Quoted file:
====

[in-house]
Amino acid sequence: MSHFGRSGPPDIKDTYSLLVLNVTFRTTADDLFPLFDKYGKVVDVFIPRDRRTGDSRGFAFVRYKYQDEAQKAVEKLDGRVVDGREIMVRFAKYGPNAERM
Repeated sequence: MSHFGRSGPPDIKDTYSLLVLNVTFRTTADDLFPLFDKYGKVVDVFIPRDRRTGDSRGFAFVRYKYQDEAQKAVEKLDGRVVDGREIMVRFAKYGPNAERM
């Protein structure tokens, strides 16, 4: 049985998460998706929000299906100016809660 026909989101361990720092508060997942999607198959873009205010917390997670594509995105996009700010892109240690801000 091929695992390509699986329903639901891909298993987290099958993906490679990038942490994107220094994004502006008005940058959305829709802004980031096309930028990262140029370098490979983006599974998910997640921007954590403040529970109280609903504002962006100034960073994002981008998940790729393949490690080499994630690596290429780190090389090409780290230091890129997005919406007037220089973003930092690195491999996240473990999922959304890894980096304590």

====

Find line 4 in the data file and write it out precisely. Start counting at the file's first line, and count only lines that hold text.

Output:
């Protein structure tokens, strides 16, 4: 049985998460998706929000299906100016809660 026909989101361990720092508060997942999607198959873009205010917390997670594509995105996009700010892109240690801000 091929695992390509699986329903639901891909298993987290099958993906490679990038942490994107220094994004502006008005940058959305829709802004980031096309930028990262140029370098490979983006599974998910997640921007954590403040529970109280609903504002962006100034960073994002981008998940790729393949490690080499994630690596290429780190090389090409780290230091890129997005919406007037220089973003930092690195491999996240473990999922959304890894980096304590």